By JEFF MEYERS Press-Republican
---- — PLATTSBURGH — Joanne Zucker has a congenital eye defect that has prevented her from seeing more than shadows for her entire life.
Yet, Zucker has not allowed that defect to interfere with her life: She has enjoyed a successful career in education, has raised a loving family and has helped others with similar vision disorders reach for their own dreams and wishes.
Along the way, she has received priceless support from the North Country Association for the Visually Impaired, a regional organization that has provided education and adaptive-living training to more than 5,000 individuals and families since 1989.
“Eileen’s support was extremely beneficial,” Zucker said of the contact she had with the association’s Eileen Brennan, a trained rehabilitation teacher and orientation and mobility specialist.
“At first, Eileen came to the house and taught me how to use appliances safely, what kinds of modifications were needed (to make the living environment safe for Zucker),” she continued. “She also took me out for an assessment to see how I would do (in an unknown environment).
“She helped me determine what areas I needed to improve upon.”
Brennan is one of three visual-rehabilitation teachers working with the North Country Association for the Visually Impaired. She covers Clinton and Essex counties, while Pat Wilson provides services in Franklin County, and Michele Boyea covers St. Lawrence County.
The certified experts provide one-on-one services at the work site and in school as well as at home. They also offer specialized low-vision exams and instructions for equipment used to match individual needs.
“We help the blind or legally blind with how to conduct activities of daily living,” Brennan said. “How do they clean their home? How do they tell money apart? How do they know when they get in the shower how to find and use shampoo?
“Imagine if your vision suddenly changed, how that would impact your daily activities, how you’d get up in the morning, how you’d shave, how you’d make sure that your clothes matched,” she added. “Those are all activities of daily living that we all take for granted.
“Orientation and mobility helps the visually impaired to carry out those activities of daily living in a safe manner.”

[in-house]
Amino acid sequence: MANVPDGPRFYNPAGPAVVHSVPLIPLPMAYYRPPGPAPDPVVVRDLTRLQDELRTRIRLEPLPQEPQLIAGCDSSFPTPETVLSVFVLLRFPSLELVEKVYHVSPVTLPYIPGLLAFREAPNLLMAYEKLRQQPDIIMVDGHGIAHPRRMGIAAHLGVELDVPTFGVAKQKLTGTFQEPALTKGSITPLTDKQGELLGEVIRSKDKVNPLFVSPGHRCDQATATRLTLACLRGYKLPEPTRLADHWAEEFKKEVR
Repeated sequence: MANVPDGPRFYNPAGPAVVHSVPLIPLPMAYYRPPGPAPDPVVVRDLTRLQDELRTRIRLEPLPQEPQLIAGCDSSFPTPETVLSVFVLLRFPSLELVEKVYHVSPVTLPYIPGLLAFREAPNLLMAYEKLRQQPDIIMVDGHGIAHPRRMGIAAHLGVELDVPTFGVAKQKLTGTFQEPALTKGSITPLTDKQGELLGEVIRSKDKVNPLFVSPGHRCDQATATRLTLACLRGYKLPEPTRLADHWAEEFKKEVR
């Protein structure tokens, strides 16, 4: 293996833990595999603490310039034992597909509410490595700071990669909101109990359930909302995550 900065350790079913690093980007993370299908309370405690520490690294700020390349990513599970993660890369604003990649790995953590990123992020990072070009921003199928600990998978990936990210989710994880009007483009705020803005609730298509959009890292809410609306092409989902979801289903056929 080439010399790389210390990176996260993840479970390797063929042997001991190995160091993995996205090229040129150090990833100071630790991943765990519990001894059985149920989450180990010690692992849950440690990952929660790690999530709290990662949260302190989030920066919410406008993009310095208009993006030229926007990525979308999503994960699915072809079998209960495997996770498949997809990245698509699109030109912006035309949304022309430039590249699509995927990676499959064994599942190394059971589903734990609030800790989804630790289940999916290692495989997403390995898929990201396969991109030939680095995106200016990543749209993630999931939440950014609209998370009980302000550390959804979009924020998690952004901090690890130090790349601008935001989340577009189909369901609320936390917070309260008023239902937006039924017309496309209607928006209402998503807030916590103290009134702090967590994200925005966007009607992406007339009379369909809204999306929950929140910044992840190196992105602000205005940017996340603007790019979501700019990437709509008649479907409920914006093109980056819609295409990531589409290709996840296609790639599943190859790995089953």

Only a few clients are totally blind, Brennan noted. Most have some level of vision but are considered legally blind based on a medically determined field of vision. If health-care providers identify a person as legally blind, providers are required by law to notify the Commission for the Legally Blind.
Zucker has some vision but has been legally blind since birth. She has optic nerve hypoplasia, a congenital condition that prevents the optic nerve from developing properly.
But she has succeeded in every direction she has taken in life, including more recent training to become a teacher of visually impaired children following a 25-year career in the Northeastern Central School District as a teacher of special education.
Training to work beyond visual impairment is not always easy, she said, and Brennan added that different people respond differently to the contact she and other specialists provide.
“When I first met Eileen, I was willing but in a limited sense,” Zucker said. “It took years of work with her (to establish a high level of confidence). Even as recently as last spring, I said I would never use a cane in school.
“Eileen challenged me to use a cane in one new situation a week, and now I have that level of confidence.”
The North County Association for the Visually Impaired continues to serve those in need across northeastern New York, but officials are concerned that a lack of trained professionals entering the field could impair the agency’s ability to reach out to everyone in need.
“We have people out in the field to service our customers, but we do have concerns about a shortage of providers,” said Jodi Burns, development coordinator for the association. “We feel that it’s important to get our name out there and let people know about the services we provide.”
A career as an orientation and mobility specialist or teacher of the visually impaired can be a rewarding experience at a time when many openings are available locally and across the nation.
“We’re at a crisis situation,” said Donna Abair, executive director for the association. “There are not enough people out there to perform the services needed. This is a great field for kids in college to consider. There are jobs available.”
Any bachelor program can be used to jump-start a career in supporting the visually impaired.
A trained professional requires specialized training through a master’s degree program, with online-degree programs available at Hunter College in New York City, Salus University in Philadelphia and the University of Massachusetts, as well as other post-graduate programs.
Email Jeff Meyers:email@example.com
TO LEARN MORE Anyone interested in a career in working with the visually impaired can call the North Country Association for the Visually Impaired at 562-2330 for more information.